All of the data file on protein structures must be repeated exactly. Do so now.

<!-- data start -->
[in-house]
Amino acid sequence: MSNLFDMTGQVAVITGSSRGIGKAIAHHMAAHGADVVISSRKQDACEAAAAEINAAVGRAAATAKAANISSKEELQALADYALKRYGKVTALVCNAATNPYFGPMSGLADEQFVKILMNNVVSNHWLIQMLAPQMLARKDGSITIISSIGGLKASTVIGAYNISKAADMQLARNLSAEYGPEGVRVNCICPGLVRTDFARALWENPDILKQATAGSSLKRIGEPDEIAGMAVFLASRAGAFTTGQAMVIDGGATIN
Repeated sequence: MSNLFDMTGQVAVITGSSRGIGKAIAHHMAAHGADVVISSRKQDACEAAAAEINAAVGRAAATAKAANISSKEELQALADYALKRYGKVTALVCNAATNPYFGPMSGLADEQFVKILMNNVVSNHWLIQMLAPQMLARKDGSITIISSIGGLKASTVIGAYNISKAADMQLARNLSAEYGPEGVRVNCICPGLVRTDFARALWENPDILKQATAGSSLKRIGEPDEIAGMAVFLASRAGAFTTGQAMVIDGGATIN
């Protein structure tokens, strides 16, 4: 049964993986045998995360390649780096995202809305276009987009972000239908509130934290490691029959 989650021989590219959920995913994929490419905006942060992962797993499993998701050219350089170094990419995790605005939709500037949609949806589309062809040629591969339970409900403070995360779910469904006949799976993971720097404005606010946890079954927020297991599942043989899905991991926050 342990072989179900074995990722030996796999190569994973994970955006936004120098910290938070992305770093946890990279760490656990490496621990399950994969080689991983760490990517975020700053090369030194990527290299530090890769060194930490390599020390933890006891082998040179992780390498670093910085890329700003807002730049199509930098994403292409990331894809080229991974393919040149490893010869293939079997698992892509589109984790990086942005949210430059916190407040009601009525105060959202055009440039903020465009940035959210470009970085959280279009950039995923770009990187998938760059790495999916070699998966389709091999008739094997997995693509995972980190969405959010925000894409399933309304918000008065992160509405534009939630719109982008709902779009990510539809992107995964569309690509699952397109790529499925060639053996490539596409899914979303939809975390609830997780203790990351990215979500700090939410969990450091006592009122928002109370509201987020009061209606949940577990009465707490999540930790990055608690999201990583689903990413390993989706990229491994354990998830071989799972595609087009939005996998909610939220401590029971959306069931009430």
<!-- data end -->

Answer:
[in-house]
Amino acid sequence: MSNLFDMTGQVAVITGSSRGIGKAIAHHMAAHGADVVISSRKQDACEAAAAEINAAVGRAAATAKAANISSKEELQALADYALKRYGKVTALVCNAATNPYFGPMSGLADEQFVKILMNNVVSNHWLIQMLAPQMLARKDGSITIISSIGGLKASTVIGAYNISKAADMQLARNLSAEYGPEGVRVNCICPGLVRTDFARALWENPDILKQATAGSSLKRIGEPDEIAGMAVFLASRAGAFTTGQAMVIDGGATIN
Repeated sequence: MSNLFDMTGQVAVITGSSRGIGKAIAHHMAAHGADVVISSRKQDACEAAAAEINAAVGRAAATAKAANISSKEELQALADYALKRYGKVTALVCNAATNPYFGPMSGLADEQFVKILMNNVVSNHWLIQMLAPQMLARKDGSITIISSIGGLKASTVIGAYNISKAADMQLARNLSAEYGPEGVRVNCICPGLVRTDFARALWENPDILKQATAGSSLKRIGEPDEIAGMAVFLASRAGAFTTGQAMVIDGGATIN
């Protein structure tokens, strides 16, 4: 049964993986045998995360390649780096995202809305276009987009972000239908509130934290490691029959 989650021989590219959920995913994929490419905006942060992962797993499993998701050219350089170094990419995790605005939709500037949609949806589309062809040629591969339970409900403070995360779910469904006949799976993971720097404005606010946890079954927020297991599942043989899905991991926050 342990072989179900074995990722030996796999190569994973994970955006936004120098910290938070992305770093946890990279760490656990490496621990399950994969080689991983760490990517975020700053090369030194990527290299530090890769060194930490390599020390933890006891082998040179992780390498670093910085890329700003807002730049199509930098994403292409990331894809080229991974393919040149490893010869293939079997698992892509589109984790990086942005949210430059916190407040009601009525105060959202055009440039903020465009940035959210470009970085959280279009950039995923770009990187998938760059790495999916070699998966389709091999008739094997997995693509995972980190969405959010925000894409399933309304918000008065992160509405534009939630719109982008709902779009990510539809992107995964569309690509699952397109790529499925060639053996490539596409899914979303939809975390609830997780203790990351990215979500700090939410969990450091006592009122928002109370509201987020009061209606949940577990009465707490999540930790990055608690999201990583689903990413390993989706990229491994354990998830071989799972595609087009939005996998909610939220401590029971959306069931009430």